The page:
A standoff between South Dakota's Republican governor Kristi Noem and the leader of two Native American tribes over the tribe's setting up coronavirus checkpoints at the borders of their lands has become a contentious battle over the limits of tribal sovereignty.
Despite the damage that the coronavirus has done to South Dakota, governor Noem has never enacted a stay-at-home order. She has stated that her priority is getting the economy going, leading her to ignore local officials requests for shelter in place orders around a meat processing facility that saw a massive outbreak of 1000 people. This has left many communities exposed to danger, which lead to the Cheyenne River Sioux Tribe and the Oglala Sioux Tribe setting up quarantine checkpoints on their land. The governer has threated to sue the leaders of both tribes for interfering with traffic. On Monday, the president of the Oglala Sioux Tribe released a press statement saying that there were no plans to dismantle the road blocks.
"Since she won't protect tribal health and safety, tribes have no choice but to take matters into their own hands," said Julian Bear Runner, the tribe's president, in the release.
Many of the tribal communities don't have adequate medical facilities to fight back against a potential outbreak. The Cheyenne River Sioux Tribe has eight hospital beds and the nearest intensive care facility available is three hours away. "All we're doing is trying to save people's lives," Cheyenne River Sioux Tribe Chairman Harold Frazier said in an interview with CNN.
"All we have is prevention," he said. "Because if we ever get the virus spread throughout our reservation, we don't have the resources, the medical resources, to try to address it."
Oglala Sioux Tribe President Julian Bear Runner said in a Facebook Live video that the governor's actions "threat the sovereign interest of the Oglala people."
"Gov. Noem miscalculates our level of dedication to protect our most vulnerable people from crony capitalism thrust to force us to open our economy as they chose to do," Bear Runner said. "There is no way to place a value on what we have to lose if we let them insult us this way... Right now, they are trying to divide us, as they always have."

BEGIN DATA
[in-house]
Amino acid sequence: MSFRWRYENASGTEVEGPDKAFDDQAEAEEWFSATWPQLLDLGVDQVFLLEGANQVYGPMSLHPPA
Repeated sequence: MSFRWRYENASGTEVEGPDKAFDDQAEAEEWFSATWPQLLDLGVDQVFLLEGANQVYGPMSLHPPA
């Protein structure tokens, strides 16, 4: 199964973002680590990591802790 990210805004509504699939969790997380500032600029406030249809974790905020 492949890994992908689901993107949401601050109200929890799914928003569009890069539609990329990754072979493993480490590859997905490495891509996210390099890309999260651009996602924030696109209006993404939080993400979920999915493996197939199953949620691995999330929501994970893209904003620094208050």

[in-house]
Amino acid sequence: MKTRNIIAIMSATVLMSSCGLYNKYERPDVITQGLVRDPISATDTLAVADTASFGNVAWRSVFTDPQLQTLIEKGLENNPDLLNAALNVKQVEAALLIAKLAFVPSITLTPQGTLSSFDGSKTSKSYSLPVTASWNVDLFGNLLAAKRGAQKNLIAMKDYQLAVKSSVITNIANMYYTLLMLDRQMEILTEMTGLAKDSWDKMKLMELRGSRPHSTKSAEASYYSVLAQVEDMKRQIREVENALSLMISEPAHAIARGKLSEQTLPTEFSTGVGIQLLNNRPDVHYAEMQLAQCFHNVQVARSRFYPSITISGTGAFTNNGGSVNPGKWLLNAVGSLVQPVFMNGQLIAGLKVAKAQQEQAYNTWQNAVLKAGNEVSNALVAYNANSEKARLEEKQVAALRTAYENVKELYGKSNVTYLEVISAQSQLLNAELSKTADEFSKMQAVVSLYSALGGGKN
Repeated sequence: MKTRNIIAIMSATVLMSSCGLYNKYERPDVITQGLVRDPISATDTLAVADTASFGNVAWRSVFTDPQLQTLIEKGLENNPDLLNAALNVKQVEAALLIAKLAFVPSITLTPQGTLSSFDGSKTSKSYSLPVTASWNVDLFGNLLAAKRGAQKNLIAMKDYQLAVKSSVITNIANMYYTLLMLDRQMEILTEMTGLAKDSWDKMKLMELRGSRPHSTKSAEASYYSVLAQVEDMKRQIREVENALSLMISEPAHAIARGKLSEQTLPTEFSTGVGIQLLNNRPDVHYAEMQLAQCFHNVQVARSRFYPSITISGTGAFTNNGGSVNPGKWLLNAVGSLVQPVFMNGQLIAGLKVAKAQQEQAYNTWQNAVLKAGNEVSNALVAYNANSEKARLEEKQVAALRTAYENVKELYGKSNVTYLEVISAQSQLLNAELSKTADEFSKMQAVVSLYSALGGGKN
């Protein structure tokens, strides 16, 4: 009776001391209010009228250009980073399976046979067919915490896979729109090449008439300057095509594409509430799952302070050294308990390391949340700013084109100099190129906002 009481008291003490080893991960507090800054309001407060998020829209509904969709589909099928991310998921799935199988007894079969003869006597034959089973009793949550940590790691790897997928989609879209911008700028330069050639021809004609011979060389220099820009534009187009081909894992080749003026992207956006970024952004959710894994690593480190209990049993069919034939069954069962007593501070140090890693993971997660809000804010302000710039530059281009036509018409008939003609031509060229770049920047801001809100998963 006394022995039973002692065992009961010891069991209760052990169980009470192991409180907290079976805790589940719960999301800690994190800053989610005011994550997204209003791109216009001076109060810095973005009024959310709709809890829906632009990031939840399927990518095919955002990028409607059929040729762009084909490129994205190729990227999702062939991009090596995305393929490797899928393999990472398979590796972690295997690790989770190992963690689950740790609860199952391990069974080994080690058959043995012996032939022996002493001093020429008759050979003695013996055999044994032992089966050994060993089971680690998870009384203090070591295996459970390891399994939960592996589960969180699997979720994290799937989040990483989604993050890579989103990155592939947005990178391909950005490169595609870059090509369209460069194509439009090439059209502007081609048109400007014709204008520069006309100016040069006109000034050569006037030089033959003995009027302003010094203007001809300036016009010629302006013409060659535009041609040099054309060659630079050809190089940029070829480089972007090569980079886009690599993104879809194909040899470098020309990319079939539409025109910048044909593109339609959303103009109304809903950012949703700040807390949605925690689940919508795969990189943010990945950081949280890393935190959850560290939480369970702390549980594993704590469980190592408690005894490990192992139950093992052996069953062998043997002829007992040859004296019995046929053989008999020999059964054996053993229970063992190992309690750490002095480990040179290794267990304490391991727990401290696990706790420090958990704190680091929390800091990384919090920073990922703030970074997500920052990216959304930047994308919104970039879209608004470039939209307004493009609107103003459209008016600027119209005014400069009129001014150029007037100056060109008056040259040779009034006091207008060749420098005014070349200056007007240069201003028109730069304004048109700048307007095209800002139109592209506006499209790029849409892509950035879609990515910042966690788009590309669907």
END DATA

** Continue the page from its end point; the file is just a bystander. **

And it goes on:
Speaking to Democracy Now, Cheyenne River Sioux Tribe Chairman Harold Frazier stated the realities of the situation:
Well, we have eight hospital beds. We don’t have no ICU. There are six ventilators. We have one respiratory therapist. And I’m being told by our medical people that generally they monitor two to three ventilators, and they could do four, but that’s pushing it. The nearest facility for critical care is in Rapid City, and it’s about a three-hour drive just to get to Rapid. And that has always been the practice of the Indian Health Service, is to get the care that some of our people need, they generally get referred out.
But when we started this, we started looking at numbers and the number of residents. And when we broke it down, that maybe 50% would possibly get the virus. And when we — they were saying that 80% can be handled at home, and that left 20%. And we looked at the numbers, and we realized that there is a potential that we may need 1,200 beds. And when we only have eight, I mean, that really woke up a lot of people here at home.
Governor Noem's background has always been strongly attached to agriculture. Her family owned a farm and ranch and she's always made arguments that agricultural efforts were a national security issue, as she didn't want another country "to produce our food for us because then they control us." This was why she resisted requests for shelter-in-place orders around the meatpacking facilities that had seen the majority of coronavirus cases. Noem has stated that the tribes must "immediately cease interfering or regulating traffic"on US and State Highways and remove all travel checkpoints."
Maggie Seidel, Noem's senior adviser and policy director, stressed in a Sunday memo to reporters that "tribes are well within their rights to manage the flow of traffic on tribal roads, and the state has no objection to that."
"The key here is that tribes are letting tribal members come and go as they please -- the same is not true for non-tribal members," Seidel said, an assertion disputed by the tribes.